Two years ago, my wife’s father, my father-in-law of 42 years, passed away at age 91. He had lived a very full and Jewish life, and left this world a better place. He was honored during his lifetime [including an Honorary Doctorate from his alma mater, Yeshiva University], and impacted the Jewish lives of literally thousands of students and colleagues. He never expected to have such an influence and, in fact, came from very modest circumstances.
When he was but seven, his own father passed away [at the age of only 34]. Little Victor had to “become a man” at a much younger age than most. As a second grader, he vividly recalled his mother sending him, accompanied by his four-year-old brother, to their small neighborhood shul in the Bronx, to say Kaddish over their father. The two little boys were adopted by the older men as they recited the words “Yiskadal Veyiskadash” every morning and evening.
That undoubtedly left him with a profound understanding that he would have to become an adult at a far younger age than most of us sitting around the Seder table this evening would ever be accustomed to.
In speaking with him over the years, it became clear that one particular experience from his youth shaped his life beyond all others – and it happened to him as a teenager.
As he entered high school, America entered World War II. He felt in his deepest heart – this was a Jewish war; this was his war.
Only, at age 17 he was too young for the draft, and was technically exempt from military service with a 4-D [divinity student] exemption from the army [he had just enrolled in Yeshiva University as a freshman].
But no matter; at age 17 he asked his mother for permission to volunteer, gave up his “safe spot” in the yeshiva and joined the US Army. He arrived in France toward the end of 1944, already having made his mark on the other Jewish boys around. Coming from a strong Jewish background, in addition to his military role as a combat interrogator (he spoke English, Hebrew, Yiddish, German, French and Hungarian!), he also served as a chaplain’s assistant in his spare time, helping to organize religious services, being in contact with the non-Jewish chaplain in his unit (they did not have enough Jewish boys for their own rabbi) – even writing letters of consolation to the families of Jewish soldiers who were killed in action.
The winter of 1944 was particularly brutal and almost led to military catastrophe. In a last-ditch effort to win the war, the Germans attacked in the Ardennes region of Belgium at the end of December in the famous Battle of the Bulge. After desperate fighting, the Allies got the upper hand and began to move toward the German heartland. Vic, now battle-tested at age 19, was attached to Gen. George Patton’s Third Army spearheading the attack.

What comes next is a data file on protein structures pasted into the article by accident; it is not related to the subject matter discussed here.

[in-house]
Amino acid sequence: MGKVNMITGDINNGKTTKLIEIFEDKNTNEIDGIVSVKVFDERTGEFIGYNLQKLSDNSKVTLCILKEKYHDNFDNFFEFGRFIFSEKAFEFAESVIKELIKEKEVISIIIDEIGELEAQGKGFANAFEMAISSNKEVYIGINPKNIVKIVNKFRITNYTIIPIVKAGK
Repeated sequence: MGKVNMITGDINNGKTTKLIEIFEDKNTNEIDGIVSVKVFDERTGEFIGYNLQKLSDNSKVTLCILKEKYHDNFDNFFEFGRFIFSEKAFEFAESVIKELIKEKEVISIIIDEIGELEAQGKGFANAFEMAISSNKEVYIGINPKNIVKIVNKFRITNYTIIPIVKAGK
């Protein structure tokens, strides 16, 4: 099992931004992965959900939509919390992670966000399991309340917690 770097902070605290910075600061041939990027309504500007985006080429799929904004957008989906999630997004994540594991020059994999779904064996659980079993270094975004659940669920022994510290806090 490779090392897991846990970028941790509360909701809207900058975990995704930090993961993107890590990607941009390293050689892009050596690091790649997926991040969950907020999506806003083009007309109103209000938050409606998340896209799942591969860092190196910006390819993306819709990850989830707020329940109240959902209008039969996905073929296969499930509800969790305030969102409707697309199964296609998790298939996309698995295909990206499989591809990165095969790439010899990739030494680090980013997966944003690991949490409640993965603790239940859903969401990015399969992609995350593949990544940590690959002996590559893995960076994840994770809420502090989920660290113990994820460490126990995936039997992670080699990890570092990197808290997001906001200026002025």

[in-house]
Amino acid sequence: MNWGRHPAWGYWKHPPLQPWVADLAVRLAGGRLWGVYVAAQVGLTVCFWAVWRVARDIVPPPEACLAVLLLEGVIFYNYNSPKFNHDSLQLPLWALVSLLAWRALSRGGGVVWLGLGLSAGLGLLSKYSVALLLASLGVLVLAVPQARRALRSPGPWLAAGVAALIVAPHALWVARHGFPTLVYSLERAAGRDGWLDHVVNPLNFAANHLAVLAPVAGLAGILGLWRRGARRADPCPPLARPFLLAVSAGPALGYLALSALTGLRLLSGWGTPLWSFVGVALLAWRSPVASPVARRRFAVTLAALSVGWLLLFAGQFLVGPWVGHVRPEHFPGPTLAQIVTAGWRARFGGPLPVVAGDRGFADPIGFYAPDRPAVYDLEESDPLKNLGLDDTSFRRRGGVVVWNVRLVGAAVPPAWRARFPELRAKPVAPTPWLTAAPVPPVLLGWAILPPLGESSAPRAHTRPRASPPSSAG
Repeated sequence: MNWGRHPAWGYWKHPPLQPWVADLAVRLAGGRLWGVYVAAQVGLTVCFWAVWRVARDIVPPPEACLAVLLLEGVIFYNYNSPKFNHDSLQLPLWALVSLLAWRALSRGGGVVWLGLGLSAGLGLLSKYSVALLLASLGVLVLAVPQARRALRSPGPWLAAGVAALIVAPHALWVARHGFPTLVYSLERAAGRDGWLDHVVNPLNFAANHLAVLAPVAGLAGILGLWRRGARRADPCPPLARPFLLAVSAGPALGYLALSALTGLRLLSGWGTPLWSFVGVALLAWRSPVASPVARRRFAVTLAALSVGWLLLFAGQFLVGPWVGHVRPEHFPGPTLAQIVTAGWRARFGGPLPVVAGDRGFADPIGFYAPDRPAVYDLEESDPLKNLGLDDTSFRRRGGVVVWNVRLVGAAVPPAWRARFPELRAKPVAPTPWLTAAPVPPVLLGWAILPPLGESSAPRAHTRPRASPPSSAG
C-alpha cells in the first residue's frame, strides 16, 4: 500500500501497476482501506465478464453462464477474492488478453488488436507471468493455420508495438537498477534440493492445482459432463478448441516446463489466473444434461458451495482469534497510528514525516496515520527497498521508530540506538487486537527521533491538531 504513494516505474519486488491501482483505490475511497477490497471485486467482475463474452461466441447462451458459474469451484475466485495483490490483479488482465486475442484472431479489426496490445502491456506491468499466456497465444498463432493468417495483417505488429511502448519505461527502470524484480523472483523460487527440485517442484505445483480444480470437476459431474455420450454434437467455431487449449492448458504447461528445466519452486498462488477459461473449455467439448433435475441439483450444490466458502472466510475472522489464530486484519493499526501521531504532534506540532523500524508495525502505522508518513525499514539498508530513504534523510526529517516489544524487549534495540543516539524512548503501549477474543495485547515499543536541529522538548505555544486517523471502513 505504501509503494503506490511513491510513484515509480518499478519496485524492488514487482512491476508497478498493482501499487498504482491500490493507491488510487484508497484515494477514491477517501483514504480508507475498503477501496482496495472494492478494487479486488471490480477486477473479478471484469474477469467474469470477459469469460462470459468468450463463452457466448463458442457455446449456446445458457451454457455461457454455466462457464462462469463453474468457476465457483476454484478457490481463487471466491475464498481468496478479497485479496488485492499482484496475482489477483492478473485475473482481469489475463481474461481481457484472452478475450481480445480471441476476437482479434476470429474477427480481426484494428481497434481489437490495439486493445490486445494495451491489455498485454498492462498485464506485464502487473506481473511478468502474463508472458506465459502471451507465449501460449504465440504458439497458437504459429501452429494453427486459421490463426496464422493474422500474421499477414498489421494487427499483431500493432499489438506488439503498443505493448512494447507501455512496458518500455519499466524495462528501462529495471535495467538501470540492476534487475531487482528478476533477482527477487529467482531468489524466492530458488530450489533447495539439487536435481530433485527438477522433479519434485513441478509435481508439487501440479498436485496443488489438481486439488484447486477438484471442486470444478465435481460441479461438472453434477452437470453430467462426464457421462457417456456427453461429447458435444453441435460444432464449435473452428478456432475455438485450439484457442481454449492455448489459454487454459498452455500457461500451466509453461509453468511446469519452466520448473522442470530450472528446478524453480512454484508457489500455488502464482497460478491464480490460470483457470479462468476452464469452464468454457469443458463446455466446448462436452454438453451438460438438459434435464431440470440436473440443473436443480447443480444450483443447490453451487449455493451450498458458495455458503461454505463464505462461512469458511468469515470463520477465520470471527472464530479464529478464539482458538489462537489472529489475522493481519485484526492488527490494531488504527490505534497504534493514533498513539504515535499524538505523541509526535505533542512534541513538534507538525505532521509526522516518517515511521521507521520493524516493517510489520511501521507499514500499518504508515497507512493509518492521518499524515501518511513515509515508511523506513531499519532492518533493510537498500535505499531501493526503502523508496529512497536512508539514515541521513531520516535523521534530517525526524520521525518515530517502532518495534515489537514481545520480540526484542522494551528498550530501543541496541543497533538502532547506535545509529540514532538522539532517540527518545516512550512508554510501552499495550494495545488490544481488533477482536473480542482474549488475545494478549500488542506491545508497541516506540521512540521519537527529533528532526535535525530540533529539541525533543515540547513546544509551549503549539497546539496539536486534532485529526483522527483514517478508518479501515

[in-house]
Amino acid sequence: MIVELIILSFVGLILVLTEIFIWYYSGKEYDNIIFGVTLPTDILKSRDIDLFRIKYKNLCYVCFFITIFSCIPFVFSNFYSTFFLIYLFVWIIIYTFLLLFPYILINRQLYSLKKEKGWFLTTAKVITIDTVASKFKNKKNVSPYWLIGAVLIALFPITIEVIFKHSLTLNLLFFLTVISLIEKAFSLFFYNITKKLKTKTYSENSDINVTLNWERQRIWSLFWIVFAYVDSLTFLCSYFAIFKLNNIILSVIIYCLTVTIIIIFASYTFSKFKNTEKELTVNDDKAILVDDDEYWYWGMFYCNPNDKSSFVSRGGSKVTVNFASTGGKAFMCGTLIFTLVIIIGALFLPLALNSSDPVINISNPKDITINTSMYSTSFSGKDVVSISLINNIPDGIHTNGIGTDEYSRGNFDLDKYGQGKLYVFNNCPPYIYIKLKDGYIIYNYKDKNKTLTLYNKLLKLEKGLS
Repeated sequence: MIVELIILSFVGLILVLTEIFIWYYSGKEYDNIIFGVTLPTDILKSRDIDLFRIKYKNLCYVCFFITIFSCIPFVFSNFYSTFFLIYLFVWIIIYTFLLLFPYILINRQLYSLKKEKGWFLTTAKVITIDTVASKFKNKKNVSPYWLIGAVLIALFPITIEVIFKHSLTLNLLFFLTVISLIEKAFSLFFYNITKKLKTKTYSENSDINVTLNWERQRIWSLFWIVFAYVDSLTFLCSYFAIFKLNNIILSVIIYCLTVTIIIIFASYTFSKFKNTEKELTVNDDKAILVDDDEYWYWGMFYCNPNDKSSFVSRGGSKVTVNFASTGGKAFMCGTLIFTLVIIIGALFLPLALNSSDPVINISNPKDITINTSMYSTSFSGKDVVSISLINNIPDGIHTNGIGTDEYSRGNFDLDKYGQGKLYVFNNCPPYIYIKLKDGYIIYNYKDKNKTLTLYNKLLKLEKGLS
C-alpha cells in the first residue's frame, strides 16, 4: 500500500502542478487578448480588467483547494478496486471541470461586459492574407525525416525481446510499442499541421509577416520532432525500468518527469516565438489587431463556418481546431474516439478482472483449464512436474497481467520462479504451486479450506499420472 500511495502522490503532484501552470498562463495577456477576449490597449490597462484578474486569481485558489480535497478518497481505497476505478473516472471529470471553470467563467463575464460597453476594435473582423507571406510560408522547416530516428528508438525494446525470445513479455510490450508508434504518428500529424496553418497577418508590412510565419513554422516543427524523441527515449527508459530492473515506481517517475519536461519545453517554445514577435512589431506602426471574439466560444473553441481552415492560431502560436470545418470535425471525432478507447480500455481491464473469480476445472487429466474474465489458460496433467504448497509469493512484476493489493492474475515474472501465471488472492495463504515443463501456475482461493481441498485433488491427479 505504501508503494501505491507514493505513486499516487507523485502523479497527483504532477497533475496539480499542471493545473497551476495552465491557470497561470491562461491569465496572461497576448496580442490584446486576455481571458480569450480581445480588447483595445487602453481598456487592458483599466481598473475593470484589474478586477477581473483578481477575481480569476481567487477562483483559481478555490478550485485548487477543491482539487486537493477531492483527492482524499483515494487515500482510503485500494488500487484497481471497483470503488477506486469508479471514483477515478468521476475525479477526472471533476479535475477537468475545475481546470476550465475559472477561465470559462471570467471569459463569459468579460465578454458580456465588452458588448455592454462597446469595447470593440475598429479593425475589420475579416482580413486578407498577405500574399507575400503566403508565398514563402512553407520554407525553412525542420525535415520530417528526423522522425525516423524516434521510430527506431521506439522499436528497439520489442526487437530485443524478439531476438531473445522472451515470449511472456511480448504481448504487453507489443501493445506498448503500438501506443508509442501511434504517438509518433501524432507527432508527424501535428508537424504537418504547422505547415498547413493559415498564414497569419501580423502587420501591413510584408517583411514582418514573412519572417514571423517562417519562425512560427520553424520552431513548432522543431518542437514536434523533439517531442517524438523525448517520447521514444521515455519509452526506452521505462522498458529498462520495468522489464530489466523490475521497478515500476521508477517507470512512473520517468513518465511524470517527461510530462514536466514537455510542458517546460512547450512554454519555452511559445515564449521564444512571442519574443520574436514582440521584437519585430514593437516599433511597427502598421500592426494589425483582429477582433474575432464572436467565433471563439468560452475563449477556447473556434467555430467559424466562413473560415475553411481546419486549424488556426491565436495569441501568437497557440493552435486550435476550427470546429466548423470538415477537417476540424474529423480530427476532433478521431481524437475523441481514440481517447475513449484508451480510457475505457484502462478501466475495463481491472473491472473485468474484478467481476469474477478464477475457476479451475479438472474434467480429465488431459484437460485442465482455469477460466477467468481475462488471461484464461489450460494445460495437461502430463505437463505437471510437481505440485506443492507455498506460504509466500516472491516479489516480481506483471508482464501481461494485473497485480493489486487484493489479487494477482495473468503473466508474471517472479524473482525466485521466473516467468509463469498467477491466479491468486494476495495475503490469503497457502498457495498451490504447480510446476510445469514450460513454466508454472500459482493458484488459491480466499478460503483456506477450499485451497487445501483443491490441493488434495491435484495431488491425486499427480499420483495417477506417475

After some very tough fighting and taking many casualties, as the spring of 1945 began, they breached the enemy lines and started to move into Germany.
Passover was very much on Victor’s mind. Around the entire Jewish world, the Seder was scheduled for Wednesday evening, March 28. A week before, the non-Jewish army chaplain came to Vic with good news: “I just received a big package for you. Two hundred pounds of matzah arrived from England for the holiday! We’ll see what we can do to arrange a Seder service for Wednesday night.”
DURING THE week before Passover, they were constantly on the move. On the morning of the 28th, they reached the western German town of Riementhal, only to be told that the division had to keep on the move behind the withdrawing Germans. The next day, they were still on the road. The chaplain reported that a break was scheduled for the following day, Friday, and he had received approval for the Jewish soldiers to conduct a Seder that Friday morning.
“Was it too late to hold the Seder?” he asked. Vic assured him that, under the wartime conditions, it was fine.
And so they gathered that Passover of 1945, outdoors in a German field. There were no tables or chairs; some 50 GI’s sat in a double circle around my then 19-year-old future father-in-law. There was no Seder plate nor any of the familiar symbols we have on our table this evening. The menu was a generous one – a one-course meal of the two hundred pounds of British matzah.
Wisely, Vic had brought a Haggadah with him from the States – the only one they had. As he began to read in Hebrew, translate, and sing many of the familiar tunes, the other boys sat around him, undoubtedly recalling their own previous Seders with their families at home, not knowing what their fate would be in the fighting to come.